Realistically, like any deep cycle battery, a 50% discharge cycle is about as aggressive as I want to be…and i’d prefer to stay at 25-30% in most cases.  This leaves me with a very comfortable ~1400 WHr of reliable use in any situation.  Given that the obs uses 400-500 WHr on an extreme night of imaging, and I can realistically expect a solid 400Whr of generation even on bad days, I can run indefinitely, and even get 2-3 nights of imaging done if the solar generation fails completely for some reason.

Of course, NONE of this is possible…at all…without knowing what the hell is actually going on with your power system.  Handy Bob’s number 1 golden rule is an absolute inarguable truth :  You must have a real meter to live successfully on battery power.  He then goes on to say :

Buy a Trimetric.  Period.

The TriMetric TM2030 is the heart and soul of the system.

First, it monitors power coming in and going out.   That sounds simple, but it’s probably the most critical part of your whole system.  You simply can not know the health of your batteries, whether your system is performing to its designed criteria, or, most importantly, whether or not you can safely power the items you want to use, without knowing this key bit of information.  How much have you used, and how much have you replaced?

The TriMetric goes beyond that, however, and truly manages your battery system.  It communicates with several charge controllers (in my case Bogart’s SC2030) and will apply a charging profile tailored to your specific brand, model, and type of battery.  Meaning, if the manufacturer recommends your batteries be charged at a certain rate, for a certain time, under certain conditions…the TriMetric will see to it that that happens.  If knowing how MUCH power went in and out is the most important data for preserving and maximizing the health of your batteries, then making sure it comes out and goes back in correctly is a close second.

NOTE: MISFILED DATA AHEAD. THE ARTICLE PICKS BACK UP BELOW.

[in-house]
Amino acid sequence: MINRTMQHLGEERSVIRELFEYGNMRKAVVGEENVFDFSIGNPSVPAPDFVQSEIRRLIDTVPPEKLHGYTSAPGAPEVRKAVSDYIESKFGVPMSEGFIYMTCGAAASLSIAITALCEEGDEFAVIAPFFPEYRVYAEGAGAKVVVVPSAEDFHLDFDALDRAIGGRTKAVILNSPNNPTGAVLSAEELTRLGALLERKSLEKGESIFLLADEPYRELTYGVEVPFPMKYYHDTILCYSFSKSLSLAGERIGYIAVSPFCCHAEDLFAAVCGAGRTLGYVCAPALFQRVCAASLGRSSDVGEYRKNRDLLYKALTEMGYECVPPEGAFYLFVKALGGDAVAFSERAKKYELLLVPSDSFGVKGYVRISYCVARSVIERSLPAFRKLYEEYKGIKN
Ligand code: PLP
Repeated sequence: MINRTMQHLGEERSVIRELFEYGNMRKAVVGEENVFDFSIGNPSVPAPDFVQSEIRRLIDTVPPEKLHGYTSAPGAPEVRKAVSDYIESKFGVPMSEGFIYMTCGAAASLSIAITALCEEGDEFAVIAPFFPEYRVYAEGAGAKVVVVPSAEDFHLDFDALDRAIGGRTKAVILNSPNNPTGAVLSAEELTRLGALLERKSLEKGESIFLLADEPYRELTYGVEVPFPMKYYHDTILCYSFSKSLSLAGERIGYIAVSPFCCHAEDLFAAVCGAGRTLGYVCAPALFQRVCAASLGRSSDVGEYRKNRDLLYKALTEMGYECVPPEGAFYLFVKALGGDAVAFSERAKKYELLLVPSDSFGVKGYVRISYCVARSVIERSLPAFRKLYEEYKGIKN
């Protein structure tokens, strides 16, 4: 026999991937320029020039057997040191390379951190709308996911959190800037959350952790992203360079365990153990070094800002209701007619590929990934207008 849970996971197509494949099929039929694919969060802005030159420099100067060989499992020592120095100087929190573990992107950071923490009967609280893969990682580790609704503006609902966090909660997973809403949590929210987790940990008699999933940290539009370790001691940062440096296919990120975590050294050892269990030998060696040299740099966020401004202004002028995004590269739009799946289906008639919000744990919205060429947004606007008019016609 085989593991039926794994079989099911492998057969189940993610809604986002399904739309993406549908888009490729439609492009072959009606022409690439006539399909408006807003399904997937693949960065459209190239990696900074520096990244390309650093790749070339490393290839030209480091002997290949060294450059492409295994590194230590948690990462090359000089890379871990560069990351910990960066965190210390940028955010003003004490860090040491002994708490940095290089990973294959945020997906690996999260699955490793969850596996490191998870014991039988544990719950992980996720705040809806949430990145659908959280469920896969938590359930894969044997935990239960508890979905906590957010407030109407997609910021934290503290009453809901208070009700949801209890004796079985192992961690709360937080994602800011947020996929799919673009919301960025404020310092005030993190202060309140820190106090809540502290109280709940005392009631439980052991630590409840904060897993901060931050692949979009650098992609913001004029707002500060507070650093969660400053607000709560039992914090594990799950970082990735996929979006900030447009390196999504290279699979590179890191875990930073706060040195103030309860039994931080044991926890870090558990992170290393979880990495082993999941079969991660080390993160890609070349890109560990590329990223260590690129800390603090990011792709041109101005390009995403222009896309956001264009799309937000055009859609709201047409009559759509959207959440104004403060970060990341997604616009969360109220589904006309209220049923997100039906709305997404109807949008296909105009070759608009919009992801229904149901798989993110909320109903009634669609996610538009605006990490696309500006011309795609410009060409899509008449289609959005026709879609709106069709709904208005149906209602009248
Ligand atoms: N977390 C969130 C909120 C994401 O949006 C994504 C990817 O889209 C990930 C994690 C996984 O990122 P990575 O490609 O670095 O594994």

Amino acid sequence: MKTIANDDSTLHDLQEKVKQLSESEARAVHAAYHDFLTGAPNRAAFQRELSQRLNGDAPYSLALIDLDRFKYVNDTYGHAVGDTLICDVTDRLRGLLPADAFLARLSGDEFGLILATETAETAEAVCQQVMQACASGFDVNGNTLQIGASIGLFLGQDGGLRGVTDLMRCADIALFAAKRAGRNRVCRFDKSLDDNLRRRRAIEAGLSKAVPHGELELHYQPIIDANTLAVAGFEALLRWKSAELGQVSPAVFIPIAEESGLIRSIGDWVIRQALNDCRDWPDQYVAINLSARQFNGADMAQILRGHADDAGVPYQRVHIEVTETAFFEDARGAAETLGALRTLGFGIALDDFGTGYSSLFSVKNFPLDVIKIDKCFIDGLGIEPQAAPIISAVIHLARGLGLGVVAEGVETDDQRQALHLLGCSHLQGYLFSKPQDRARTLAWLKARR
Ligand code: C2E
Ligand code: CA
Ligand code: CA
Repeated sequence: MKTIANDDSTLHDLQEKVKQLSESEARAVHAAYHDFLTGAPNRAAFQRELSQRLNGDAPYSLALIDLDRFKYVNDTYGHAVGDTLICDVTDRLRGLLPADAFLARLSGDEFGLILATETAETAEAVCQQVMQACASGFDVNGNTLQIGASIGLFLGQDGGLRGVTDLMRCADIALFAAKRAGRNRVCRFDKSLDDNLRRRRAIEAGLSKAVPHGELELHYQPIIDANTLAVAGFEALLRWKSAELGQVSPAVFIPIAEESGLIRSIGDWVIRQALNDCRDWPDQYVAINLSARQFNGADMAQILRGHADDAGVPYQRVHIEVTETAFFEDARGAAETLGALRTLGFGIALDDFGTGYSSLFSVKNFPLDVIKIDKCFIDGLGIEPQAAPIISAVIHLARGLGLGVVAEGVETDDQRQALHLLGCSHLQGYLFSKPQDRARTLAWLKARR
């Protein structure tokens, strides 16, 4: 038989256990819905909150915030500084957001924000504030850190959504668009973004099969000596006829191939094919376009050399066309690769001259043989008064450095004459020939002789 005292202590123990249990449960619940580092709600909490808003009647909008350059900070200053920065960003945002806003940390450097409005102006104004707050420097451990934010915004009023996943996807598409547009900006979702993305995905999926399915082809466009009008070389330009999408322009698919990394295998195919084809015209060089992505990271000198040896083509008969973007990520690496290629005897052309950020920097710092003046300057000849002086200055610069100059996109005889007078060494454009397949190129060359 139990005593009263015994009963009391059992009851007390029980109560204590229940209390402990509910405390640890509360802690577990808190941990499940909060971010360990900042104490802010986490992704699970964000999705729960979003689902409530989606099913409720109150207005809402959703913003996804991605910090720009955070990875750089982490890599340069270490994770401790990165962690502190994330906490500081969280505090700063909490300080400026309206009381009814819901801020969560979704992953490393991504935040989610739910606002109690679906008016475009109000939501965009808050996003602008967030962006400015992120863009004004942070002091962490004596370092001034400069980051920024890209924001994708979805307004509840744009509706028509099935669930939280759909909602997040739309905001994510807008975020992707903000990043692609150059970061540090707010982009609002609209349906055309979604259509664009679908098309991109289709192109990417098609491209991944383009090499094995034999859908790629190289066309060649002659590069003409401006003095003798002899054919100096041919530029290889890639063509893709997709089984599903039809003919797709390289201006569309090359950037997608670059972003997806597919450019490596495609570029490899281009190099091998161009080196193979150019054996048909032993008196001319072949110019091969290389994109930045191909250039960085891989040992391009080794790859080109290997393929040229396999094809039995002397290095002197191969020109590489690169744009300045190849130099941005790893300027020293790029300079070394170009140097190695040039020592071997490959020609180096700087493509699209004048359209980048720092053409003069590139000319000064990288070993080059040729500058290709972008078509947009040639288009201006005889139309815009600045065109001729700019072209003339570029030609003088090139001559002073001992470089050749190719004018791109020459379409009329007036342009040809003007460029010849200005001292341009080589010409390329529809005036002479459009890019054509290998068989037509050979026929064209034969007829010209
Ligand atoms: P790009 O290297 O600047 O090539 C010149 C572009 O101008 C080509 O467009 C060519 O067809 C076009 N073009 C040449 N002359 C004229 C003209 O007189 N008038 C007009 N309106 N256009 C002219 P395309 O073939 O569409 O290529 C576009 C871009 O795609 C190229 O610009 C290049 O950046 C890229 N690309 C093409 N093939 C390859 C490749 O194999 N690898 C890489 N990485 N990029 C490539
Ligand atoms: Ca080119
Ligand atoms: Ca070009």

I would be remiss at this point if I didn’t say something about the incredible folks at Bogart Engineering.  I’ve had the good fortune to make the acquaintance of the “new” owner, Kedar.  He is an uber-geek after my own heart, and is committed to maintaining both the high technical standards and exceptional customer service established by Bogart’s founder, Ralph Hiesey.  Indeed, there’s a new toy on the way from him soon, which I will be posting more about soon, that I suspect will blow our collective minds.

Of course you’re all probably wondering about the “bottom line”.  Does it work, how well does it work, and what did it cost?

Yes.  It works.  It works superbly.   I can walk outside every single morning, and find my batteries right at the charge percentage I expect.  I can, without fail, test them with a hydrometer and see the specific gravity the TriMetric’s SOC meter suggests I should have.  I can, without failure, find all 3 cells in both batteries in sync with each other.

In other words : The system does exactly what it was designed to do, does it reliably, and does it right.

Total cost was in the $600-$700 range.  That took a bit of shopping, aggressive research, and wheeling and dealing, along with installing everything myself.  At full retail, total cost would be in the $900 range.  The numbers start going down from there, however, since expanding the system (were I to want to do so) happens for “less money”…that is to say, another panel or more batteries would increase capacity by a larger percentage than increased cost.

All the lessons learned here will be put to use this spring, as I begin adding solar capability to our RV.  That project will have its own posts, I’m sure. 🙂


Posted in Astroimaging Gear, Random Sciency Stuffs, ROR Obs 2.0 | 1 Comment